Another reason why the US needs to build some serious new bigassed icebreakers


[QUOTE=Tups;137332]edit: While I’m happy that the NSF is getting a new icebreaking research vessel this year, this does not sound very promising:[/QUOTE]

SIKULIAQ is no icebreaker…ice strengthened maybe but not built to break anything except maybe down


[QUOTE=c.captain;137352]SIKULIAQ is no icebreaker…ice strengthened maybe but not built to break anything except maybe down[/QUOTE]

I remembered that her icebreaking performance was in par with some other recent polar research vessels, but turns out she was considerably less capable (2½ feet at 2 knots). However, I think that’s mainly due to lack of power - she still has a real icebreaker bow and her ice class is PC-5, the same as that of S. A. Agulhas II. It almost seems as if they wanted to make her more capable but for some reason decided against and went with the moped engines…


[QUOTE=Tups;137354]I remembered that her icebreaking performance was in par with some other recent polar research vessels, but turns out she was considerably less capable (2½ feet at 2 knots). However, I think that’s mainly due to lack of power - she still has a real icebreaker bow and her ice class is PC-5, the same as that of S. A. Agulhas II. It almost seems as if they wanted to make her more capable but for some reason decided against and went with the moped engines…


In other words, the National Science Foundation screwed up.

For this reason, and to get our new icebreakers built more quickly, we should buy the best existing design with minimal modifications and start welding.

There is no reason to invest billions of dollars in a massive welfare program for defense contractors over 5 years that has about a 50% chance turning into another massive design screw up.


The icebreaking capability was probably specified quite early in the design process, so I don’t think they designed a vessel that in the end couldn’t achieve its design ice performance. It was, after all, tested in an ice tank (slide 9) to verify the performance before the construction started. However, without knowing the design decisions, we don’t know why they adopted certain features.

As for a new USCG icebreaker, I still think the best way would be to team up with the Canadians.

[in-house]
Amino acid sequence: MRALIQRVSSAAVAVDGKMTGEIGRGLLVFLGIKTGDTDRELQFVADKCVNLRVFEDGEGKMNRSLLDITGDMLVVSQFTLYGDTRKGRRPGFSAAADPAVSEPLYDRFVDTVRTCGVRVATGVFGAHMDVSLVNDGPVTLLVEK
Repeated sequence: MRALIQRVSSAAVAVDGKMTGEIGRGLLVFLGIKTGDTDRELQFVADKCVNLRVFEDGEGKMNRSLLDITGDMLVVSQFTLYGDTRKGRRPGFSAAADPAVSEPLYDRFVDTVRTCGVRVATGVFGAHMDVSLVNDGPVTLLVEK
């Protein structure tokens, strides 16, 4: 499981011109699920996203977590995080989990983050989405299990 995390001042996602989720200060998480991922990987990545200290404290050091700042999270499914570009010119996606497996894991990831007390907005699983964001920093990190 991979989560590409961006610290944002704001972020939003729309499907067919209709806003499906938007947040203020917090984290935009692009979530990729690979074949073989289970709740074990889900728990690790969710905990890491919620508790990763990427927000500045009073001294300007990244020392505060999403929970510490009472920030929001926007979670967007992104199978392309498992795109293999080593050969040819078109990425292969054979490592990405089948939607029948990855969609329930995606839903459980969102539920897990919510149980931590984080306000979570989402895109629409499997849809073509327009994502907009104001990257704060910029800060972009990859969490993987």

[QUOTE=Tups;137383]The icebreaking capability was probably specified quite early in the design process, so I don’t think they designed a vessel that in the end couldn’t achieve its design ice performance. It was, after all, tested in an ice tank (slide 9) to verify the performance before the construction started. However, without knowing the design decisions, we don’t know why they adopted certain features.

As for a new USCG icebreaker, I still think the best way would be to team up with the Canadians.[/QUOTE]

Why not just wait to see how the new Aker designed icebreaker performs for the Russians?

If that proves out to be a good vessel, that design should be more than enough meet most of our actual icebreaking needs. No need to reinvent the wheel. If that turns out to be a successful icebreaker, we should buy the plans form Aker and hire them to come to the US and show us how to build half a dozen of them. In fact, I would not have a problem with a wavier to allow the first two to be built in Finland. The most important thing is to do it right. The second most important thing is to get them quickly. If that means buying a proven foreign design and learning how to build them by building the first two in Finland, that’s ok.


[QUOTE=tugsailor;137392]Why not just wait to see how the new Aker designed icebreaker performs for the Russians?[/QUOTE]

While the medium-sized LK-25 utilizes the hybrid propulsion system (two azimuth thrusters and one shaftline) developed by Aker Arctic in Finland, the rest of the ship was designed by Petrobalt Design Bureau in Russia. The other large icebreakers currently under construction in or for Russia (both the smaller LK-16s and the nuclear LK-60s) are of Russian design with little to no “foreign content” and thus follow the Russian icebreaker design philosophy in e.g. hull form and internal arrangement. Thus, there is no “Aker designed icebreaker” entering service in Russia in the near future.